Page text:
Leaders of Armenia's ruling party decamped to a ski resort as protesters in Yerevan have taken over central parts of the city in an attempt to disrupt longtime leader Serzh Sargsyan from continuing his rule.
Protests, which began on Friday, April 13, with an estimated 4,500 people, continued the following day with crowds that appeared roughly similar in size. Following the previous day's political speeches, Saturday's demonstrations had more of a carnival atmosphere: Traditional Armenian line dances were followed by hip-hop and pop music, interrupted from time to time with “Make a step, reject Serzh!” chants, which have become the slogan of these protests. Teenagers, young urbanites, and middle-aged Yerevan residents could be seen dancing side by side.
The demonstrations didn't go unnoticed by the ruling Republican Party of Armenia. Protesters had vowed to block the party's headquarters on April 14, where leaders were going to gather to formally nominate Sargsyan – until a week previous, the country's president – as its candidate for prime minister. Instead, the Republicans abruptly canceled the meeting in the capital and convened in Tsaghkadzor, a ski resort some 35 miles away from Yerevan. There, the faction unanimously voted to formally nominate Sargsyan for the PM’s office.
Sargsyan’s only potential rival from inside the party, outgoing PM Karen Karapetyan, enjoys a much higher rating than the ex-president. However, he never opposed the party’s leader and was the one to formally introduce Sargsyan’s candidacy. On a photo published on the party website, Karapetyan is captured sitting next to Sargsyan and raising his hand to vote “yes.”
On the same day, the ARF Dashnaksutyun Supreme Council of Armenia officially endorsed Serzh Sargsyan. ARF is Republican Party’s partner in the governing coalition, although it holds only seven seats in the National Assembly.
Being outfoxed by those in power, the opposition retreated to irony. “He was taken to Tsaghkadzor … Serzh Sargsyan was subjected to trafficking,” said Gyumri Municipal Council member Levon Barseghyan as he addressed protesters gathered in France Square, the central node of the demonstrations in Yerevan. Dropping the irony, he then called on all opposition forces to unite against Sargsyan’s prolonged rule. “I guess they can sort out other issues later,” he said.
Meanwhile, Nikol Pashinyan – the opposition MP who led the first day of demonstrations – kept making headlines. Joined by a group of protesters and the press, he stormed the headquarters of Armenian Public Radio on Alek Manukyan street in Yerevan. In the building lobby, they were met by police guards armed with assault rifles, and Pashinyan and supporters held up their hands in a sign of peaceful resistance. Security eventually let them through, and Pashinyan made it to the studio where he accused state broadcasters of ignoring the protests and demanded live airtime to call on Armenian citizens to join in.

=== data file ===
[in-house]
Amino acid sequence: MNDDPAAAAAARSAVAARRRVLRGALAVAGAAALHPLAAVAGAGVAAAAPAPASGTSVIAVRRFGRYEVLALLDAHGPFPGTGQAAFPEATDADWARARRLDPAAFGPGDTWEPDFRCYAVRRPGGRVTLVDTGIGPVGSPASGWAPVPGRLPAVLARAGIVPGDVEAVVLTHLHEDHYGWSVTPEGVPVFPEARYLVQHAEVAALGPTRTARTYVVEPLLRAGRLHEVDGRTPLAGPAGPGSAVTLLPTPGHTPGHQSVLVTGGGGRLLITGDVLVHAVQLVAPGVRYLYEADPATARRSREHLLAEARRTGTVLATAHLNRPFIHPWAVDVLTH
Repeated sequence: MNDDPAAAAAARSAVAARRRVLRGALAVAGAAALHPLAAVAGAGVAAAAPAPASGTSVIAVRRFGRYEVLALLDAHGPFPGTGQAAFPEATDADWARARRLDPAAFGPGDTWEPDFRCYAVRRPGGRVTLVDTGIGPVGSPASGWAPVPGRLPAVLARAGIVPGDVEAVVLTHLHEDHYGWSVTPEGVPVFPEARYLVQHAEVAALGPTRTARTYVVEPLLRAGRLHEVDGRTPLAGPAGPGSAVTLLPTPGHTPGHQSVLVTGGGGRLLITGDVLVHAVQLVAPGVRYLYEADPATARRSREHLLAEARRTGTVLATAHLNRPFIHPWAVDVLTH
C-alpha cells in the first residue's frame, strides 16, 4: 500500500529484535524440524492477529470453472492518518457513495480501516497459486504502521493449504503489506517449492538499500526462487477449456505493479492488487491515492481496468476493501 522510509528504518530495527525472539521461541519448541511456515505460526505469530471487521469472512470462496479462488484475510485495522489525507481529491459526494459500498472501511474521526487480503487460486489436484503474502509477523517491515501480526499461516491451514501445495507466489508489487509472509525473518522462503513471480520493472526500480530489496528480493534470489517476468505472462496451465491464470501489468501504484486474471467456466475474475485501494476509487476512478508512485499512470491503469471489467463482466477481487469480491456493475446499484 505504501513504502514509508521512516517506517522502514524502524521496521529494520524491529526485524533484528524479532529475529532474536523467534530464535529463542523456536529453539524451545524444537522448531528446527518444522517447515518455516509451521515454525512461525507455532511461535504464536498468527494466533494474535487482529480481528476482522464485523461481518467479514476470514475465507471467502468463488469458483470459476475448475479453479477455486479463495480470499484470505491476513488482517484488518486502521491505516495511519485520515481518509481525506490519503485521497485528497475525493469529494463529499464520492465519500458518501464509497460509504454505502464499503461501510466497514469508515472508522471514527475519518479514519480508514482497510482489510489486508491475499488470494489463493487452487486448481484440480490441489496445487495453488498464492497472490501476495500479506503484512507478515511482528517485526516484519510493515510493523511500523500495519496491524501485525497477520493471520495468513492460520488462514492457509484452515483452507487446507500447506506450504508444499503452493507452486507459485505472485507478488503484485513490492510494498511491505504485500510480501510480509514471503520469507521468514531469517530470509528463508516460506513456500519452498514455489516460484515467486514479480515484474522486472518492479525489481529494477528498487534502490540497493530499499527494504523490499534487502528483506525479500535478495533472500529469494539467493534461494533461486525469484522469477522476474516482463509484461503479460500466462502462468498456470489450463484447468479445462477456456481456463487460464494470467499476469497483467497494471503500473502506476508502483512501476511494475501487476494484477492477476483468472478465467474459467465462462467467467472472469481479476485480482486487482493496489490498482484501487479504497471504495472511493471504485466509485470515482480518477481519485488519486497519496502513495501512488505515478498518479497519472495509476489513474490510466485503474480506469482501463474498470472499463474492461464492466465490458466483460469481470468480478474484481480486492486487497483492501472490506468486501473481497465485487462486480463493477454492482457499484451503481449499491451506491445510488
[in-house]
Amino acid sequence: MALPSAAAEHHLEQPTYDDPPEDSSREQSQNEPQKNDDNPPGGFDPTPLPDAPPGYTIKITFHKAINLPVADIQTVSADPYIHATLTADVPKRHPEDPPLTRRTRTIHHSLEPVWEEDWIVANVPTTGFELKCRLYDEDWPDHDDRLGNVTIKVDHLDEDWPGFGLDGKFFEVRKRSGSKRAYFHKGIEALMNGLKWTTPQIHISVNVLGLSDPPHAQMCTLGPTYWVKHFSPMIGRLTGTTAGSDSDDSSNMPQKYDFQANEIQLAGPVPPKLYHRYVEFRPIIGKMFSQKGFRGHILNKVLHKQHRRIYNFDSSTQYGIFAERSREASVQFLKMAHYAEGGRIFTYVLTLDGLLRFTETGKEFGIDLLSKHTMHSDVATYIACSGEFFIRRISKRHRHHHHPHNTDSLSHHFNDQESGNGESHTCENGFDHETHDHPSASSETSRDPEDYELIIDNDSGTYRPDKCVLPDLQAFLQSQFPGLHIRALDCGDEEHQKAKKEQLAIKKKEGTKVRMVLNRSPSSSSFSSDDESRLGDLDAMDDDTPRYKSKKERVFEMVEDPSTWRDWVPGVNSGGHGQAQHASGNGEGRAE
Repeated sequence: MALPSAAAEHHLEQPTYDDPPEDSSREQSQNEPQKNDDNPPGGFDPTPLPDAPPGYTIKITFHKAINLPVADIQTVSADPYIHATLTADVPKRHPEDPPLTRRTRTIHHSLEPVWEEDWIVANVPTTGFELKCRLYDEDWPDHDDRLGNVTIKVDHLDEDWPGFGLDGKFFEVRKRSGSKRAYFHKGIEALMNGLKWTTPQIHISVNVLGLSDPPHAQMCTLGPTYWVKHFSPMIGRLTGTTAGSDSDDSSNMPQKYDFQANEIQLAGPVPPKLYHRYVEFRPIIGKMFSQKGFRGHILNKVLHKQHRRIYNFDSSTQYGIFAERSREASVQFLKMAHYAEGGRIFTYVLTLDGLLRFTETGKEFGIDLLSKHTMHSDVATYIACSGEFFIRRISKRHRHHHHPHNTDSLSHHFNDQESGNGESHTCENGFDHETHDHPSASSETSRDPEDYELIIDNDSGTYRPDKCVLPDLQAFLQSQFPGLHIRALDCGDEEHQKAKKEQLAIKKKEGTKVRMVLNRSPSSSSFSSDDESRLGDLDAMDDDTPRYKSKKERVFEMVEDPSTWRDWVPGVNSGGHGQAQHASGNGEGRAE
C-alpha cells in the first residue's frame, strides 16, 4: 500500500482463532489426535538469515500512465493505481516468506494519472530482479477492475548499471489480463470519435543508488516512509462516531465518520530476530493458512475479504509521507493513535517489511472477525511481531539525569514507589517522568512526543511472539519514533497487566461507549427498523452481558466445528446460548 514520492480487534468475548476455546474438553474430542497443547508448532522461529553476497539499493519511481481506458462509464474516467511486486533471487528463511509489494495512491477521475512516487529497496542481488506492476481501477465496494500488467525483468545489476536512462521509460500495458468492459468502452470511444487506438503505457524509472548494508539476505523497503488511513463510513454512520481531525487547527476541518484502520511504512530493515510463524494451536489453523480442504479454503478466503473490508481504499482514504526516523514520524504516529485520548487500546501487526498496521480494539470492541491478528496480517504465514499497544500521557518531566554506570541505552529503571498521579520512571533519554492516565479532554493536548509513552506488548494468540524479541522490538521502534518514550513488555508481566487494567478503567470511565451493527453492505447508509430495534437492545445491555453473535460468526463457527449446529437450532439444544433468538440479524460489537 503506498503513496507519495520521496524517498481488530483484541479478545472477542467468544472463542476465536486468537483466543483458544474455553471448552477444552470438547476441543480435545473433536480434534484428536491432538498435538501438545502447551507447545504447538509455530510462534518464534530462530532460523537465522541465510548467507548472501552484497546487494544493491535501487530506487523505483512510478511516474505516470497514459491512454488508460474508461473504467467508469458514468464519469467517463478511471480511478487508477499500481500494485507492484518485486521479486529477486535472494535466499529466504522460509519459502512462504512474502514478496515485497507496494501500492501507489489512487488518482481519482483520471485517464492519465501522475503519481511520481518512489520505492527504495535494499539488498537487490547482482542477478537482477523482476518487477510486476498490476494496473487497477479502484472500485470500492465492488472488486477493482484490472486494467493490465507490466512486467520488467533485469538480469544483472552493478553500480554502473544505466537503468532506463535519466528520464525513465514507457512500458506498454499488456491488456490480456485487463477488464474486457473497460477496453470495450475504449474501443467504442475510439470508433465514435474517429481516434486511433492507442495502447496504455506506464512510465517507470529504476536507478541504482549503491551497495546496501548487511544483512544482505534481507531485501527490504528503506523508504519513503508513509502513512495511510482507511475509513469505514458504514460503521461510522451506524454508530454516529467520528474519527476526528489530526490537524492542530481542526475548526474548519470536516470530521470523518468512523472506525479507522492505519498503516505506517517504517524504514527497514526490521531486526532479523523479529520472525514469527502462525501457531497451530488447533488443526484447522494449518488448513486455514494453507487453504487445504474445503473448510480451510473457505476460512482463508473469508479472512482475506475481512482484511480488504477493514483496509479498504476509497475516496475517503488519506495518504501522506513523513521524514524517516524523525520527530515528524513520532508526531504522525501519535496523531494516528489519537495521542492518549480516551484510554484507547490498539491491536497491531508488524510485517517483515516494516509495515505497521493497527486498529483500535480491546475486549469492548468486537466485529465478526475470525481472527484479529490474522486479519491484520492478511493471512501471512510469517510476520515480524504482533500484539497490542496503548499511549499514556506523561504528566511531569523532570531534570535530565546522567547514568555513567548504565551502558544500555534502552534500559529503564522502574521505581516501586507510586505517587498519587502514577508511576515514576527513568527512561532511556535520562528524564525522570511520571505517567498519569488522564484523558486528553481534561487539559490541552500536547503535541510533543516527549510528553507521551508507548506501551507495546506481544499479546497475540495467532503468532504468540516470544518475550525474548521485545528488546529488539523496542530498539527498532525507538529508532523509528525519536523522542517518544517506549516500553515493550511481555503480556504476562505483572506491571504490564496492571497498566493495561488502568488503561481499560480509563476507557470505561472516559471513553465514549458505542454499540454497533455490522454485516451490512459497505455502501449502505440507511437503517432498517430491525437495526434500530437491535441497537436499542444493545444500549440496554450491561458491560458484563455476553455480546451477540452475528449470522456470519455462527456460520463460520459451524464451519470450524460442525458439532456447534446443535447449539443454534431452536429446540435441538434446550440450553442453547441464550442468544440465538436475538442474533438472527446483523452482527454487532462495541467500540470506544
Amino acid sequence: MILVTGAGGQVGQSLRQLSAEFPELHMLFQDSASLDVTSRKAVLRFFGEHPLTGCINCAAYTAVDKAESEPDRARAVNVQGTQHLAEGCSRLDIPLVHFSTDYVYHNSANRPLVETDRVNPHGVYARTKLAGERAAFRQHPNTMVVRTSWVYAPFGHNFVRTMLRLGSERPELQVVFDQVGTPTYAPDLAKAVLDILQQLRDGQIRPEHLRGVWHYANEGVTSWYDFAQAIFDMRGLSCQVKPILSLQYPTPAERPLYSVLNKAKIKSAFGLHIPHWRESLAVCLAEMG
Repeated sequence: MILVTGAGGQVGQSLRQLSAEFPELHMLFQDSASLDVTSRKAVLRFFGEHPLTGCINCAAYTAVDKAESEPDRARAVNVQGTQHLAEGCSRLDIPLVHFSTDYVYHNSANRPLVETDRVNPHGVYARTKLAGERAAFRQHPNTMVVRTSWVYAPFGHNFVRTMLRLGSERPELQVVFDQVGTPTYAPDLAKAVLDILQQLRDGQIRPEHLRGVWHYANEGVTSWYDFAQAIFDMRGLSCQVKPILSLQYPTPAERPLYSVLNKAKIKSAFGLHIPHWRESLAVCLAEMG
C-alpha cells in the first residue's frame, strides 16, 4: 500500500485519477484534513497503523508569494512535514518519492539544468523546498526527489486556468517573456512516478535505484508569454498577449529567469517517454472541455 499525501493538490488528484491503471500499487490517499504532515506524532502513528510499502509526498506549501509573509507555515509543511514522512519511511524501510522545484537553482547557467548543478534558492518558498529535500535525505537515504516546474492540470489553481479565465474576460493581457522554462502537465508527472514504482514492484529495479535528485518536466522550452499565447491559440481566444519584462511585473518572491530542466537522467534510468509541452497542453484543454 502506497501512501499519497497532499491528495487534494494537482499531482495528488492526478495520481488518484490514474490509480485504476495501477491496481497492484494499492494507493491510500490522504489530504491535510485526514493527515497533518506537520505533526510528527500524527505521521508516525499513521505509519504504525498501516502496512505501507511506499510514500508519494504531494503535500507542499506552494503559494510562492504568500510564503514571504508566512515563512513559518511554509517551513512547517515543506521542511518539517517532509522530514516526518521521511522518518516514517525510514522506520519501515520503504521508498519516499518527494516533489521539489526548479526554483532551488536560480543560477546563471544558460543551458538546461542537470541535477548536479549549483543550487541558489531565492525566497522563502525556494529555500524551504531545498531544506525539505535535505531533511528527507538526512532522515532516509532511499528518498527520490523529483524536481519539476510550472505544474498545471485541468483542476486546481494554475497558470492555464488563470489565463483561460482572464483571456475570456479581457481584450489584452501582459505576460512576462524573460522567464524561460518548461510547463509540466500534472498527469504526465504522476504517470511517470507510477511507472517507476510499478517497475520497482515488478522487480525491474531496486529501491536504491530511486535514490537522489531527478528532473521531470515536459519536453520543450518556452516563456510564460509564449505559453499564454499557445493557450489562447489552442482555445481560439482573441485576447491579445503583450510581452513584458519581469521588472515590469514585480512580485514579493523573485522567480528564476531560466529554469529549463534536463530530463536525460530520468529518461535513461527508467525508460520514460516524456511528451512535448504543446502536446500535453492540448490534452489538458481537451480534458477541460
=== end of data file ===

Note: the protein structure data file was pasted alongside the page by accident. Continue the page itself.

The request was denied, and power supply to the building was cut. Nevertheless, sitting in dark studio surrounded by supporters and media, Pashinyan appeared triumphant. “This is what civility brings,” he said. The protesters eventually left the building and returned to France Square. Later in the day, the police issued a statement saying that Pashinyan’s action “may entail criminal responsibility.”
About 100 protesters had stayed overnight on France Square after the first day of protests, and an equal number did the same Saturday night, some sleeping in tents, others gathered around fires. As of Sunday morning, the Armenian police had made no effort of disrupting demonstrations, in significant contrast to the police's handling of mass protests in the summers of 2015 and 2016, when they dispersed crowds violently.
The mood among the protesters appeared celebratory. “I like it here, and I’ll come tomorrow at 6:30 pm again,” wrote Marine Mamikonian, a young architect who moved from Russia to Yerevan last year, in a text conversation with Eurasianet on Saturday night.
“I feel like this generation is a little bit bolder,” she said of the young activists driving the “Reject Serzh” movement. “So many people would never show up just because of Nikol [Pashinyan].”
“All the older people I know insisted I shouldn’t go,” she added. “It’s a different generation, really.”
Grigor Atanesian is a freelance journalist who covers Armenia.
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